Controlling Your Zombie Population

Imagine for a moment that you are the CFO of an electronics company and just learned that nearly 67% of your product inventory was either partially or completely at risk of becoming a warranty liability – meaning that it is already broken or close to being broken before the warranty expires.  In that circumstance, you likely would immediately seek to address the risk by addressing the at risk inventory and reassess your supply chain, raw material providers, component assembly functions, and your quality processes.

Additionally, stringent quality controls would be put in place to prevent at-risk product from entering inventory in the future.  To do anything different would expose your business to entirely too much financial risk, jeopardizing the ongoing viability of the firm.  Most Chief Human Resource Officers face a very similar situation, with 69% of the average workforce being either partially or completely disengaged according to a 2011 study of employee engagement by Blessing White Research.

A bit tongue in cheek, any workforce can be viewed in three distinct categories; fully disengaged workers (The Dead) , partially disengaged workers (Zombies) and engaged workers (Zombie Slayers).  The Dead population are those workers who do the bare minimum to get by, occupying a chair and collecting a paycheck.  The Zombie Slayers are those who are actively driving the business, pushing the envelope, making things happen – a population that can never be large enough for any company.  The rest of the population are somewhat in the middle – they do what they need to do, may go above and beyond, any may not even realize that they aren’t fully engaged – much like a Zombie may not realize that they’ve become the living dead.  You can easily identify the dead and the Zombie Slayer populations in your workforce, but the Zombies often are more difficult to spot.

As with any good Zombie movie, the goal is to either slay the Zombies or find a way to bring them back from the living dead .  To that end, after assessing the engagement levels of their workforce, many companies attempt to put in place programs which prove to be ineffective or worse yet aren’t funded.  The end result is often a Zombie population who is neither slayed nor “cured”, they simply maintain status quo, blissfully unaware that they have become the living dead.

Exacerbating the situation, companies will exclusively focus their engagement programs  upon the existing employee population.  This results in  little to no thought to the workers joining the company by way of external recruitment.  Failure to effective screen for potential Zombies is likely to result in growth of the Zombie population within your company.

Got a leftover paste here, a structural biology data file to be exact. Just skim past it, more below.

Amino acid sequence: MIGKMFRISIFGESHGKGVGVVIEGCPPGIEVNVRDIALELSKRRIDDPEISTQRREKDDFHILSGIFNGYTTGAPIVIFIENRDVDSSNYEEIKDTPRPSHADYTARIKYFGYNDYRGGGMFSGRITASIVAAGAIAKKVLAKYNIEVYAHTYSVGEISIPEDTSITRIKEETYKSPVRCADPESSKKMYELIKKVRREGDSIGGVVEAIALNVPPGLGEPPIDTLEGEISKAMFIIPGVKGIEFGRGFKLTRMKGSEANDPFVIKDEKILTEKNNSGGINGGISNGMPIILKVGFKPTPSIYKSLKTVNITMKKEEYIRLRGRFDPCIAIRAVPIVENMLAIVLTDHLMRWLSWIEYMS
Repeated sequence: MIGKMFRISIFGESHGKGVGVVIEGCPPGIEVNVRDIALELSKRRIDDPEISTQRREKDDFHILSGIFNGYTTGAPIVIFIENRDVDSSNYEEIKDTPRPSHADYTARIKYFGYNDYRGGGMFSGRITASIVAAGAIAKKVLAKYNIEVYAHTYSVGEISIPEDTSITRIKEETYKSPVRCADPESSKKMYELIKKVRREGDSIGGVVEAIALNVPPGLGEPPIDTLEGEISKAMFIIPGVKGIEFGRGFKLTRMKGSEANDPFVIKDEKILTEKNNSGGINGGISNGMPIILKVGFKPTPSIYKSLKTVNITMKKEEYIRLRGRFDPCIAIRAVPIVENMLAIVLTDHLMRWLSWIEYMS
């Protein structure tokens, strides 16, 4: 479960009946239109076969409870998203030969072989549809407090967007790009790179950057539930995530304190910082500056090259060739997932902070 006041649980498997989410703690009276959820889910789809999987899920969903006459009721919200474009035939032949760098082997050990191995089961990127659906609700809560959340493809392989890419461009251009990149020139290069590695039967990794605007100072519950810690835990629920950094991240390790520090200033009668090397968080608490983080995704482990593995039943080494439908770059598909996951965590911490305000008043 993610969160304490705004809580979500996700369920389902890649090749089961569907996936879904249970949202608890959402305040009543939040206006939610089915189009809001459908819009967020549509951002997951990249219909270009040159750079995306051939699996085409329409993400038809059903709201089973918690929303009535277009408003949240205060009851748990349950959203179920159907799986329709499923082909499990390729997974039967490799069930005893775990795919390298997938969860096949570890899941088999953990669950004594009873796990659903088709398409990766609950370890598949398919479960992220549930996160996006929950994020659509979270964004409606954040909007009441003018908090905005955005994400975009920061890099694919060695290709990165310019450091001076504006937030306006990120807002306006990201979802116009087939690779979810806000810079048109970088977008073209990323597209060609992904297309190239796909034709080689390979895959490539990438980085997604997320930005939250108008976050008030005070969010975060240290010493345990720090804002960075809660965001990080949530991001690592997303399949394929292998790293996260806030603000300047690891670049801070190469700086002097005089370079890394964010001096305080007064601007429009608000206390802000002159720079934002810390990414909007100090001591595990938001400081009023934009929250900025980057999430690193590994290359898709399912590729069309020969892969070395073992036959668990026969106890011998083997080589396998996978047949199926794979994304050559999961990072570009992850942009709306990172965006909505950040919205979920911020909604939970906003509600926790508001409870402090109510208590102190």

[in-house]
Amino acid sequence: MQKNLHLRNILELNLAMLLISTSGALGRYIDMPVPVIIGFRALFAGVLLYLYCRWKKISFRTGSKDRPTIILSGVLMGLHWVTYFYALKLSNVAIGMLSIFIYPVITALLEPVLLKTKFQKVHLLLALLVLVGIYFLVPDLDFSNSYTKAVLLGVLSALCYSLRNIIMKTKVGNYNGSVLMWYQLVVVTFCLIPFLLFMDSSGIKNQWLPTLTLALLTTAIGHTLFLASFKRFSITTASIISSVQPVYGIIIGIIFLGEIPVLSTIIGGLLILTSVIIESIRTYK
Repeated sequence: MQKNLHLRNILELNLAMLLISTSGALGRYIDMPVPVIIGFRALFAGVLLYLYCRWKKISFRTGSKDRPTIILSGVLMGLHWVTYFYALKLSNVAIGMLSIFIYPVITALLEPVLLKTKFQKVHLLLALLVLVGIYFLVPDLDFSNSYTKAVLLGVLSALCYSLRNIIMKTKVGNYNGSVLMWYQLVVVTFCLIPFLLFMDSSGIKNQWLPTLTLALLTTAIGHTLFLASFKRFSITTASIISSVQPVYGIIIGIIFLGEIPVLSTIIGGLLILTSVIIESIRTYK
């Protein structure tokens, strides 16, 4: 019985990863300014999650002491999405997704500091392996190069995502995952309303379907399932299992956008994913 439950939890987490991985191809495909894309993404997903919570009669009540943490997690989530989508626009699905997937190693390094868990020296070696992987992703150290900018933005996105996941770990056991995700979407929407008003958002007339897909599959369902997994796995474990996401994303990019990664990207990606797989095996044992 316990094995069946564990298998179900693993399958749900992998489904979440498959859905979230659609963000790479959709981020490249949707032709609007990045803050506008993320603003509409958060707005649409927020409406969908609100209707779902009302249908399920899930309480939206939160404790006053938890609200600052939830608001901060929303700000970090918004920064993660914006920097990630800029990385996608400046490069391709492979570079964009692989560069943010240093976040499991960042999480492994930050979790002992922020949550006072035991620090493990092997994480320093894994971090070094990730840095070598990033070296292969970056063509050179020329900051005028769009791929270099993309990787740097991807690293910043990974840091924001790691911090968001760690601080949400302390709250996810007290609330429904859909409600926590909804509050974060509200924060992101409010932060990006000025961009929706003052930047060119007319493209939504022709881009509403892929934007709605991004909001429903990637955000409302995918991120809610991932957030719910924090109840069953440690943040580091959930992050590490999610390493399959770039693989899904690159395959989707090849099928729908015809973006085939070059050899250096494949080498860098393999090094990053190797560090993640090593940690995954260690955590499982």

What’s an HR Pro to do?

Employee engagement is the byproduct of competent people doing work that fulfills them for a company they admire.  Unfortunately there is no simple screening mechanism to identify a disengaged candidate.  It’s not a skill, competency, or behavioral characteristic which can easily be measured by way of a survey or assessment.  It can only be identified through personal interaction, careful screening, and an honest assessment by the recruiter as to whether the company is really the right fit for the candidate as much as whether the candidate is the right fit for the company.

While there’s no silver bullet so to speak, in recruiting candidates I’ve found those that perform the best and remain engaged satisfy three simple observation points:

  1. The work that the position requires addresses a personal need of the candidate – i.e. professional fulfillment, personal desire, etc.
  2. The candidate has a clear and realistic expectation of what the job entails and the operating environment of the company
  3. There is a strong cultural fit between the candidate and the company

If you as a HR pro are looking for ways to directly impact the financial performance of your company – look no further than your hiring practices.  Hiring a candidate based on the best set of skills, the lowest price candidate, or some other set of attributes which don’t address the three bullets above may result in growth of your Zombie population.  And unlike in the movies, Zombies in your workforce don’t eat brains, they eat profits.

Happy Zombie Hunting!